The training was a pivotal first step in repairing the mental and emotional wounds that dog-associated rabies has caused in Ethiopian society. By teaching humane and safe methods of vaccination and restraint, community members can have positive and rewarding interactions with dogs. Communities can be educated to identify suspect rabid animals and report them. Improving the welfare of dogs in Ethiopia can serve as a means for improving rabies control. By reducing the fear and stigma associated with dogs, people can become engaged in responsible dog ownership, resulting in vaccination, spay and neuter practices, and improved overall health of the dogs in the community.

September 28th is World Rabies Day

It is a day to acknowledge the significance of this disease, and celebrate the efforts that scientists, animal and human health professionals, and engaged citizens make year-round to eliminate canine rabies. World Rabies Day is a day to celebrate the bond we share with our pets and recognize the importance of vaccinating all dogs against this deadly disease. By vaccinating dogs, we can protect ourselves and our children and improve human and animal welfare worldwide.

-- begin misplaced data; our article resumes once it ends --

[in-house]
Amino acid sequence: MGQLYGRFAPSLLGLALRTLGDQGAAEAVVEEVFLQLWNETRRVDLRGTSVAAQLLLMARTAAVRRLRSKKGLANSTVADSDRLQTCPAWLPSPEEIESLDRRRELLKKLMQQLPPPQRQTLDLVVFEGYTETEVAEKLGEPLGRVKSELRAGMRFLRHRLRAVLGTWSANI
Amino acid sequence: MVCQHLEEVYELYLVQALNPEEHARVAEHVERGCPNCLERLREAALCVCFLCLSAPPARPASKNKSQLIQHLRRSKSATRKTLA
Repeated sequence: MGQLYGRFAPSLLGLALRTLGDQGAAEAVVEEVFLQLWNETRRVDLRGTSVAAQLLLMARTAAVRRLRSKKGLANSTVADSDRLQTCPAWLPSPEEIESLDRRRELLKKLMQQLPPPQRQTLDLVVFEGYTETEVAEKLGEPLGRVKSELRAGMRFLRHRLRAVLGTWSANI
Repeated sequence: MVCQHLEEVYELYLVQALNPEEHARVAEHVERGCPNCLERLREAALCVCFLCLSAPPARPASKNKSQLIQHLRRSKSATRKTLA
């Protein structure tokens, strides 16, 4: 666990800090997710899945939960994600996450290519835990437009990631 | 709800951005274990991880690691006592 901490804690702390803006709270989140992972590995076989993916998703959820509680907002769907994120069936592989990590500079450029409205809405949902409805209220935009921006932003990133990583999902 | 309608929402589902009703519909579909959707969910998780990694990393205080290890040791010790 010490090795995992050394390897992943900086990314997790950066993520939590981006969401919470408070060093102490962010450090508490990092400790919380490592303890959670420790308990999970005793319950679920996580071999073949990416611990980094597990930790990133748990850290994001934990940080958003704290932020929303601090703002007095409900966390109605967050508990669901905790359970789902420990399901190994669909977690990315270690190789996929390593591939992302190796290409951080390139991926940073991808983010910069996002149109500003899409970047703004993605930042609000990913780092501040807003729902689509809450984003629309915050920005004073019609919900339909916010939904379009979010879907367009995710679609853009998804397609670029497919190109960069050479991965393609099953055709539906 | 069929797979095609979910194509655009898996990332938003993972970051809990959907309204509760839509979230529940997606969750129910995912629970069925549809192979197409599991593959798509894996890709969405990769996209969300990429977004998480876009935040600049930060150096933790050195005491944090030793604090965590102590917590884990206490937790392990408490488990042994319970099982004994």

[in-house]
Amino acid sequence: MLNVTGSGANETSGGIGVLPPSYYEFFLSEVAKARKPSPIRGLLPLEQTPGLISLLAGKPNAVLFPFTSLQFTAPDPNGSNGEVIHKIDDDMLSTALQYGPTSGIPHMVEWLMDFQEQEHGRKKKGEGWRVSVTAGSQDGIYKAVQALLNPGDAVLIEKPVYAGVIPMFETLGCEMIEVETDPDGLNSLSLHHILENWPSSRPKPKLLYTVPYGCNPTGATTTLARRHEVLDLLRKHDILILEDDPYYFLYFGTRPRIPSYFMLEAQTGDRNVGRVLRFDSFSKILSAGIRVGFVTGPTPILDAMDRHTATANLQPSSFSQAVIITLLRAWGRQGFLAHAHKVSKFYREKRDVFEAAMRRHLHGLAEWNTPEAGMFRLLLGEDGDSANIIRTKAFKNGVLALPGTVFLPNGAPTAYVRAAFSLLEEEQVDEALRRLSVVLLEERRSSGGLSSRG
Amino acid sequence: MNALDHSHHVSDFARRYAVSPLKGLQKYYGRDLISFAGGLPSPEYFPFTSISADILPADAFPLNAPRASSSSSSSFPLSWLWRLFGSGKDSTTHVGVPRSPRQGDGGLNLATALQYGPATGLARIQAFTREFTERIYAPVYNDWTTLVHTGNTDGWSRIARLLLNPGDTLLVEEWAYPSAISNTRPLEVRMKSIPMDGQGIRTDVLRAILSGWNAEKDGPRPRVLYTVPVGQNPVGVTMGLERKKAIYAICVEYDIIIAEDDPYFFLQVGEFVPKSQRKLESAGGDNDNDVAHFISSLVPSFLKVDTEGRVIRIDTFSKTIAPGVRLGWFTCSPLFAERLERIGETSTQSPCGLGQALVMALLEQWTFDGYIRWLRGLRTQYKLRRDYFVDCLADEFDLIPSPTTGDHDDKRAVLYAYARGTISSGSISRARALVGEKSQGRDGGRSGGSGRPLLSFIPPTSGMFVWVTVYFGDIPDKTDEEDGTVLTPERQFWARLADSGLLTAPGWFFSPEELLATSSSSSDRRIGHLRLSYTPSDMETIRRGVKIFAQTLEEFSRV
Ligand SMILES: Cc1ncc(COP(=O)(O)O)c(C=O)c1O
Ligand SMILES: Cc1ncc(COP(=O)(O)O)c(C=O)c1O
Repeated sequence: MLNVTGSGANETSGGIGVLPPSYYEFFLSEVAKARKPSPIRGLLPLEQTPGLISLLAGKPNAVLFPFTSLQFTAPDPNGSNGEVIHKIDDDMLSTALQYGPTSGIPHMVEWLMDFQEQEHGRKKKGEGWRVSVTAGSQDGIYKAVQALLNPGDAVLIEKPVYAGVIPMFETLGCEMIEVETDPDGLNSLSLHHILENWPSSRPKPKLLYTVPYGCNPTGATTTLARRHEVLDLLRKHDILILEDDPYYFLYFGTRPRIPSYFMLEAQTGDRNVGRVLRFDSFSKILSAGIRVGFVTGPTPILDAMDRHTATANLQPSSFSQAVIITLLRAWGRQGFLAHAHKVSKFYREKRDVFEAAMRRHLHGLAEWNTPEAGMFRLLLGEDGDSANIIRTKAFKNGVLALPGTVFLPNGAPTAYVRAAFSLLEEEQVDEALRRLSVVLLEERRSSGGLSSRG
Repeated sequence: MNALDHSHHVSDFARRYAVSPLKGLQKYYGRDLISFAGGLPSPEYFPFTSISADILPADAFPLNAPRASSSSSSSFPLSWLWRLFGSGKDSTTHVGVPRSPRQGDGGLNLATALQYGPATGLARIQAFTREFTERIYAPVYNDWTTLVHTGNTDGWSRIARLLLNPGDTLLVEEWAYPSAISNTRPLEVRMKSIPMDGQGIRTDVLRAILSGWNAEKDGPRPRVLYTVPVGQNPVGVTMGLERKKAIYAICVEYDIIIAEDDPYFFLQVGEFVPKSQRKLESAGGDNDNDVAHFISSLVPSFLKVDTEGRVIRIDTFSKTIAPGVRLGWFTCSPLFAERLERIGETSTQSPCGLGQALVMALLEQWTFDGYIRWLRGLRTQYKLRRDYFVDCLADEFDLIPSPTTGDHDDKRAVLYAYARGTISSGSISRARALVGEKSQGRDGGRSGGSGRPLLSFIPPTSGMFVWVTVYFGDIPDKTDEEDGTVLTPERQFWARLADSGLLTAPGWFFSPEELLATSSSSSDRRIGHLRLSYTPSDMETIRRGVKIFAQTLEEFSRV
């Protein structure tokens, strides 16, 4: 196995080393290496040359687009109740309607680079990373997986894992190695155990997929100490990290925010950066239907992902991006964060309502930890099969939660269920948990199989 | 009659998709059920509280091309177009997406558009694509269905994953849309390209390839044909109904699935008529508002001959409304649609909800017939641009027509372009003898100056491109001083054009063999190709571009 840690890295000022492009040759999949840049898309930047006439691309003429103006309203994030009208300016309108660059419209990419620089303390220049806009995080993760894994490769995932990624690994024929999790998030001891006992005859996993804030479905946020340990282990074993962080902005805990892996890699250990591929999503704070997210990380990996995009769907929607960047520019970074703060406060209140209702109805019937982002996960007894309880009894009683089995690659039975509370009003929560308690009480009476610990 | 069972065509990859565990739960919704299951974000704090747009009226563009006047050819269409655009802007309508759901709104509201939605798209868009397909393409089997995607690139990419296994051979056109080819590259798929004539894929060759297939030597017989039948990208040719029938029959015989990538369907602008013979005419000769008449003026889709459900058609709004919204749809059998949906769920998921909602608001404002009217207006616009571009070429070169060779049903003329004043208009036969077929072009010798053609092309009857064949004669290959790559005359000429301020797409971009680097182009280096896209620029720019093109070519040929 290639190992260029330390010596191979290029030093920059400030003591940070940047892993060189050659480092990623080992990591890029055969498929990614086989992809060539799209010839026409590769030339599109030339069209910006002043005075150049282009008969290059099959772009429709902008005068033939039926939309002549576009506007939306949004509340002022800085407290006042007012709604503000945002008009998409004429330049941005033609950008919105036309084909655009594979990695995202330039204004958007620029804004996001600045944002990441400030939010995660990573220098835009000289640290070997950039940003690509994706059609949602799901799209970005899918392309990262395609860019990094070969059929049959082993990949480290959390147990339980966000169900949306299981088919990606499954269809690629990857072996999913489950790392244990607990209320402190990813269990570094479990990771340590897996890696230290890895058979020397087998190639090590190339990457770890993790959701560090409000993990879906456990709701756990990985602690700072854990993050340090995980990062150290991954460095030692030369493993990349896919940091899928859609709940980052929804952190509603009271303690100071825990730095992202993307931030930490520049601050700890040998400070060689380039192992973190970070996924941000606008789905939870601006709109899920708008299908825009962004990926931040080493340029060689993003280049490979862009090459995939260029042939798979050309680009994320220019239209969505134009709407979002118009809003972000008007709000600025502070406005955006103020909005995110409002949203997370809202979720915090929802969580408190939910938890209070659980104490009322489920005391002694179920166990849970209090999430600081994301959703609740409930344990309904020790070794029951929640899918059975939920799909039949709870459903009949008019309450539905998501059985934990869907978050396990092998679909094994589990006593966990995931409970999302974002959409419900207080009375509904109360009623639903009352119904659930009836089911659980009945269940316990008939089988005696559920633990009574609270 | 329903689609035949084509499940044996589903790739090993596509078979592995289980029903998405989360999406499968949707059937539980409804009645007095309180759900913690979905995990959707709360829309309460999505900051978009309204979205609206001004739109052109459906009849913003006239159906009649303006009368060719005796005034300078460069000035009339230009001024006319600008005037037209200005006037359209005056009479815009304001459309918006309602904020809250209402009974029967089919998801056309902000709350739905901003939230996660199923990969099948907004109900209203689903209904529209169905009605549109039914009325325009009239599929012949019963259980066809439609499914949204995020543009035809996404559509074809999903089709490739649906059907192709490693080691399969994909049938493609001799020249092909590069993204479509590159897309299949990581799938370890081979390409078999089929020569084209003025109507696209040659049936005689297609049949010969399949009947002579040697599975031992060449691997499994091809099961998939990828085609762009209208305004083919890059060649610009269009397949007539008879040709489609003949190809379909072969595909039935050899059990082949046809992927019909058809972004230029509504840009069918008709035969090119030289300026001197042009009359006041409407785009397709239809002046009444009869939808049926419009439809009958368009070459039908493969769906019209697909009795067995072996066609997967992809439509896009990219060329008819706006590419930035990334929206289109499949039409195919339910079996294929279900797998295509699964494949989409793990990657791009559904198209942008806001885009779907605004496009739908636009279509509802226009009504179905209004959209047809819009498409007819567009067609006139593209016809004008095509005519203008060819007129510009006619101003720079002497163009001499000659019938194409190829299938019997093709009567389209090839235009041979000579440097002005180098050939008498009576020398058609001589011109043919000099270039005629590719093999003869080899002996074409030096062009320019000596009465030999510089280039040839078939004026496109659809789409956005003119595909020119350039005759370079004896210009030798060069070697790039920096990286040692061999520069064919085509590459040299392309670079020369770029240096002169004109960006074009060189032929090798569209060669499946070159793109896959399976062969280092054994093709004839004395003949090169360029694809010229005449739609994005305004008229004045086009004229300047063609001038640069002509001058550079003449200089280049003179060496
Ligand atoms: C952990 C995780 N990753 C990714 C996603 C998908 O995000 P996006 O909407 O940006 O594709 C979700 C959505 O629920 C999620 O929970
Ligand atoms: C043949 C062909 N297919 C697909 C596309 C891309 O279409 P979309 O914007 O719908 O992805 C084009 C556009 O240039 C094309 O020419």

Posted on by Emily Pieracci, CDC veterinarian

2 comments on “The Reality of Rabies in Ethiopia: When Man’s Best Friend Becomes the Enemy”

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    Thank you for this informative post, as well as for the much-need public health outreach the CDC is doing through you and your colleagues.
    Two years ago I traveled to Kenya along with 7 other Denver area veterinarians to participate in a rabies vaccination and awareness program in partnership with the Africa Network for Animal Welfare ( Although the numbers of dogs – and cats, with a few donkeys too! – we vaccinated on that trip (and in two subsequent trips was not present) were impressive, you and I know that it was not more than a drop in the bucket.
    My question to you is this: Could we explore the possibility of CDC’s working with ANAW in Kenya to achieve greater numbers and to increase the public health awareness of Kenyans too? After all, the countries do share a border.
    Regardless of what may come of that, I applaud you for the great humanitarian work you are doing as well as the tangential animal welfare you are assisting. How? Well, if Ethiopia’s rabies public health measures are anything like Kenya’s one thing we do know is that dogs that are not vaccinated may be destroyed by poisoning.

    yes,in Ethiopia, it is anendemic and understanding of the people is cultural and the gov”t system also is not well organized to give annoucement about the rabies.thanks for your information & i love you i always with you pls help me

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Page last reviewed: January 9, 2022
Page last updated: January 9, 2022